Among all the constant acceleration motions, or uniformly accelerated rectilinear movements (u.a.r.m.), there are two of particular interest: free fall and vertical launch. In this section, we will study vertical launch. Both are governed by the equations of the uniformly accelerated rectilinear motion (u.a.r.m.):

$y={y}_{0}+{v}_{0}t+\frac{1}{2}a{t}^{2}$
$v={v}_{0}+a\cdot t$
$a=\text{cte}$

## Vertical launch

In vertical launch, an object is launched vertically up or down from a height H without taking into consideration any kind of friction with the air or any other obstacle. It is a uniformly accelerated rectilinear motion (u.a.r.m.) in which the acceleration is gravity. On the surface of the Earth, the acceleration of gravity can be considered constant and directed downward. It is designated by the letter g, and its value is 9.8 m/s2.

To study vertical launch motion, normally, we will use a system of reference whose origin of coordinates is located at the base of the positive y-axis, as can be seen in the picture.

Vertical launch upward

The body is launched upward from a height H, with a velocity greater than 0. As it ascends, its speed decreases until it reaches 0 (maximum height). From that point onwards, its velocity is negative and it begins to descend.

Vertical launch down

The body is launched downwards from a height H, with a speed smaller than 0 which will remain negative throughout the entire motion.

The vertical launch is a uniformly accelerated rectilinear motion (u.a.r.m.) or constant acceleration motion in which a body is launched vertically with some initial velocity from a certain height and do not find any resistance on its way. We can distinguish two cases based on the system of reference considered:

• We launch the body upward and therefore the initial velocity is positive (v0>0). In this case the equations for the upward vertical launch are:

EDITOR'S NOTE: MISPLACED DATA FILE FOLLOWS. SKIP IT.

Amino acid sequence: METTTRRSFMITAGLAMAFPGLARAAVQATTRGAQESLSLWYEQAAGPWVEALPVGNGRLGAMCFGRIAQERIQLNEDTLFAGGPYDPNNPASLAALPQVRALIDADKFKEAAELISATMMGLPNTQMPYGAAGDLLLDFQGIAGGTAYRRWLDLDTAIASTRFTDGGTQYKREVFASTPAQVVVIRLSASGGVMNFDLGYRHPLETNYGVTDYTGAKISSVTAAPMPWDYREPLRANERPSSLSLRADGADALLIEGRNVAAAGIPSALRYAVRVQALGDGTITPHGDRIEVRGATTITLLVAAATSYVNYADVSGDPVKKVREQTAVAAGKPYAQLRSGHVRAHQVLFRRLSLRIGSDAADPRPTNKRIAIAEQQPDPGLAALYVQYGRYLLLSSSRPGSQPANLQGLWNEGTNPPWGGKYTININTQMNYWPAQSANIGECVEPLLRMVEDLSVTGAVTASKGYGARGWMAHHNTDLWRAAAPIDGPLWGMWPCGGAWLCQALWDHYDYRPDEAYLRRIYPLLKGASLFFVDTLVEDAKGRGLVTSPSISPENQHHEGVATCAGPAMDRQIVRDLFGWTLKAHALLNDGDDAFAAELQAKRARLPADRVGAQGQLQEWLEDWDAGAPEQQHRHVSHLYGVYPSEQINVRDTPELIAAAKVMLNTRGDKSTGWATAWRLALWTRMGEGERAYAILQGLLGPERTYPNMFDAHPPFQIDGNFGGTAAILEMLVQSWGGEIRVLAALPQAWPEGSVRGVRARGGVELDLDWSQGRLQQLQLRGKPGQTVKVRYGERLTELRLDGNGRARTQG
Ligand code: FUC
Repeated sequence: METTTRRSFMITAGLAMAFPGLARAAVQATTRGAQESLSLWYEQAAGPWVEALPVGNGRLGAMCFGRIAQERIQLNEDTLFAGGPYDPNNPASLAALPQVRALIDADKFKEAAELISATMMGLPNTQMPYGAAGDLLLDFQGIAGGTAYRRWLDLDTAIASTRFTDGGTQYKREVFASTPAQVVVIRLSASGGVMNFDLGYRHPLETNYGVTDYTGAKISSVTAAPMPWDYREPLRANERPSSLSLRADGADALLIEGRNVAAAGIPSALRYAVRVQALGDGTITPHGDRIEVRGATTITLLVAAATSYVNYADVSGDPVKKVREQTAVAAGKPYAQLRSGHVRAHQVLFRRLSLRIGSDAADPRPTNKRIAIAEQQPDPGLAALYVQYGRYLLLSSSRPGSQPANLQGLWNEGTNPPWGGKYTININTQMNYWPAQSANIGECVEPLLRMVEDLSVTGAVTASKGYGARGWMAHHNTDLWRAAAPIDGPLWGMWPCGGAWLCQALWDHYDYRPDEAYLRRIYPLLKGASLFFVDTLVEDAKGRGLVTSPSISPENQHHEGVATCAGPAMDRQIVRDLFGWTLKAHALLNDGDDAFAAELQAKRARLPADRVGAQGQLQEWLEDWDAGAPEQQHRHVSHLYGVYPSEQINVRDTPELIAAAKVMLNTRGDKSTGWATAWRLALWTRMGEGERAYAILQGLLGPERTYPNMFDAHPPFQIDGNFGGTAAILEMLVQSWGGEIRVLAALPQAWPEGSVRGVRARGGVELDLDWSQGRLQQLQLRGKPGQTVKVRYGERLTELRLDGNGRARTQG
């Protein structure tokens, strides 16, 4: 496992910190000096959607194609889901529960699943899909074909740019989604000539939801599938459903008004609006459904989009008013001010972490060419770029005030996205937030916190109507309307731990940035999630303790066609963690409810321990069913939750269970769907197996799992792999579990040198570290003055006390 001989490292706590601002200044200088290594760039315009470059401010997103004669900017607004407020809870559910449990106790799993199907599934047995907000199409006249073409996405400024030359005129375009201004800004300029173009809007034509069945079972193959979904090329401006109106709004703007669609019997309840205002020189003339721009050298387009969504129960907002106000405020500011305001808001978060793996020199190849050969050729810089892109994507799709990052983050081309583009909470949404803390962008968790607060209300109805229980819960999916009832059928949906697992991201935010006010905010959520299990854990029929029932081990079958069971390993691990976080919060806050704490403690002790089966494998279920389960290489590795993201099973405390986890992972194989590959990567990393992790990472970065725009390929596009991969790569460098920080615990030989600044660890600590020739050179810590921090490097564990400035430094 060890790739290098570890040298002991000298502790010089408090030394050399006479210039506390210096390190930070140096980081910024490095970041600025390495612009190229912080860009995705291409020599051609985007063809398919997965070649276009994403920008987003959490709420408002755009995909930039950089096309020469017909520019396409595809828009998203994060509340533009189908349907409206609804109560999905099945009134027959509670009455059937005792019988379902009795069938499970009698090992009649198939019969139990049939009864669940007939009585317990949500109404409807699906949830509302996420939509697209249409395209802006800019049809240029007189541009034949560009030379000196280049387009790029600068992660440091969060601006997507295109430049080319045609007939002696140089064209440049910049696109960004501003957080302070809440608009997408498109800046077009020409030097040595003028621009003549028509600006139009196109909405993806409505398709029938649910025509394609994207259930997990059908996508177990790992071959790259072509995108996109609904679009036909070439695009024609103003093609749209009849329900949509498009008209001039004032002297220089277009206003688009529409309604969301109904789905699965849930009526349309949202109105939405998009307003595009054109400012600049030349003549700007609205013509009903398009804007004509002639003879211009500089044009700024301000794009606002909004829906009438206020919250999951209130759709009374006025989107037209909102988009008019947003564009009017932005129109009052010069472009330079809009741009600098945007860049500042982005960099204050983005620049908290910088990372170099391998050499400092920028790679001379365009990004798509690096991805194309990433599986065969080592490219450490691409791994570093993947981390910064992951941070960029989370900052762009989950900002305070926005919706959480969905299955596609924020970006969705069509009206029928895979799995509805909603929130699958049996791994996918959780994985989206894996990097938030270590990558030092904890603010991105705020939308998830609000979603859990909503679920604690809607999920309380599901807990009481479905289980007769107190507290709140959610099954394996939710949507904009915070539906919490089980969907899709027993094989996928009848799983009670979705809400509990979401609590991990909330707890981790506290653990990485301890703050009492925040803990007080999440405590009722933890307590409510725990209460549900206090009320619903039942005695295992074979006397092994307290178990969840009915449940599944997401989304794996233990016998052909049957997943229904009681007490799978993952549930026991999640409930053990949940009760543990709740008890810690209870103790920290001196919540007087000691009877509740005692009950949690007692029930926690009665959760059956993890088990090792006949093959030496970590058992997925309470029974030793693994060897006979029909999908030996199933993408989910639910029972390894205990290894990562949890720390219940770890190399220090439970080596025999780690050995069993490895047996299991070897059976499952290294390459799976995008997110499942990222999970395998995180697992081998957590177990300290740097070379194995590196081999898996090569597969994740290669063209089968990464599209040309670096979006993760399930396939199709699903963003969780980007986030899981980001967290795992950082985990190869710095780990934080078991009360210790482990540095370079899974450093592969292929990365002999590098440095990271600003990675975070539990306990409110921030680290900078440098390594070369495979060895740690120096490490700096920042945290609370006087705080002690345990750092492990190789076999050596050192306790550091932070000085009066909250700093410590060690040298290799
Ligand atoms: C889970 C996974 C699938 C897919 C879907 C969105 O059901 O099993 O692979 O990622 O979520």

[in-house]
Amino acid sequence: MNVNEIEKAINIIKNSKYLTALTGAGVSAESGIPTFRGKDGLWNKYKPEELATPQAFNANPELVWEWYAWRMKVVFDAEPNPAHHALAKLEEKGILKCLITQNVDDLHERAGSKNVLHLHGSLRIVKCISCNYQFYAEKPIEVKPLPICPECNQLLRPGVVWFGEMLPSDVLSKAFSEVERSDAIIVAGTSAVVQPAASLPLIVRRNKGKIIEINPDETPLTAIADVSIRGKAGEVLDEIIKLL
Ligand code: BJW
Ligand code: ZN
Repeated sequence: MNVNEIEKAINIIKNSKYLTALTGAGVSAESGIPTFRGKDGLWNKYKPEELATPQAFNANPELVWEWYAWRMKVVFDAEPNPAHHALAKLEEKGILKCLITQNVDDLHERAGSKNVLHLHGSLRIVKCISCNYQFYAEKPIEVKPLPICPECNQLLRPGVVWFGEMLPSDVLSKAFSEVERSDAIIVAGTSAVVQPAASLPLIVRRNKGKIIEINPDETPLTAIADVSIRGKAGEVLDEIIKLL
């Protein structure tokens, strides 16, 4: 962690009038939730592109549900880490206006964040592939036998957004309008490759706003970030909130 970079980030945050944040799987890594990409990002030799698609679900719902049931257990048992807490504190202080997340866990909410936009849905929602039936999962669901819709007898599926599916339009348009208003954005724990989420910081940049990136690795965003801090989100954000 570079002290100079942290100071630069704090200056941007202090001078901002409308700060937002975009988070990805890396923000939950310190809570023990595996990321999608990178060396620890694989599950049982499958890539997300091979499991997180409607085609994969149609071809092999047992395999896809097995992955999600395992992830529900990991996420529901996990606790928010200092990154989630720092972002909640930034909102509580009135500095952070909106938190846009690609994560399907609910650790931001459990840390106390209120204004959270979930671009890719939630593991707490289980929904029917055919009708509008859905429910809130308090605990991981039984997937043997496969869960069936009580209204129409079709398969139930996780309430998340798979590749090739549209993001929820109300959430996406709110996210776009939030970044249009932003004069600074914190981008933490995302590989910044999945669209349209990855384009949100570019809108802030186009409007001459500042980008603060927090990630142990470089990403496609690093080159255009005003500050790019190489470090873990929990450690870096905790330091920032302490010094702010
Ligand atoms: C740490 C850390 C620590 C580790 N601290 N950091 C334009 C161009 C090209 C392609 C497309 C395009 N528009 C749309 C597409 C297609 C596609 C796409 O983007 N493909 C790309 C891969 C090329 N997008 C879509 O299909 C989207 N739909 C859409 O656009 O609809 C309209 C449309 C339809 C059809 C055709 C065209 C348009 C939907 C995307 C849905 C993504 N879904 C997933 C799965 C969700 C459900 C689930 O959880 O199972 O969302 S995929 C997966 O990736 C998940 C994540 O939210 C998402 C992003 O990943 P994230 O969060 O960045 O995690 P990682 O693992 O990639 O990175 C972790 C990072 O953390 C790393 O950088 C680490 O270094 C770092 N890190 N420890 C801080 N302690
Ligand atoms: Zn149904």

$y=\mathrm{H}+{v}_{0}t-\frac{1}{2}g{t}^{2}$
$v={v}_{0}-g\cdot t$
$a=-g$
• We launch the body downward and therefore the initial velocity is negative (v0<0). In this case the equations for the downward vertical launch are:

$y=\mathrm{H}-{v}_{0}t-\frac{1}{2}g{t}^{2}$
$v=-{v}_{0}-g\cdot t$
$a=-g$

Where:

• y: Final position of the body. Its unit in the International System (SI) is the meter (m)
• v, v0: The final and initial velocity of the body respectively. Its unit in the International System (SI) is the meter per second (m/s)
• a: Acceleration of the body while in motion. Its unit in the International System (SI) is the meter per second squared (m/s2)
• t: Time spent on the motion. Its unit in the International System (SI) is the second (s)
• H: Height from which the body is launched. It is a measurement of length and therefore is unit is the meter (m)
• g: Value of the gravitational acceleration which on Earth surface can be considered equal to 9.8 m/s2
Experiment and Learn

Data
g = 9.8 m/s2 |   |

Vertical launch

The blue ball in the figure represents a body suspended above the ground. Drag it to the initial height H that you want and select the value of the initial velocity ( v) with which the body will be launched vertically. Then press the Play button to drop it.

Notice that, once the simulation is started, you can slide the time t(s) and see how, under the label Data, the corresponding values of position (y) and velocity (v) are calculated, as the body falls to the ground.

Verify that:

• If v0 is positive the body ascend to reach the highest point to then descend
• If v0 is negative the body descends from the start
• If the value of v0 is 0 it is a free fall motion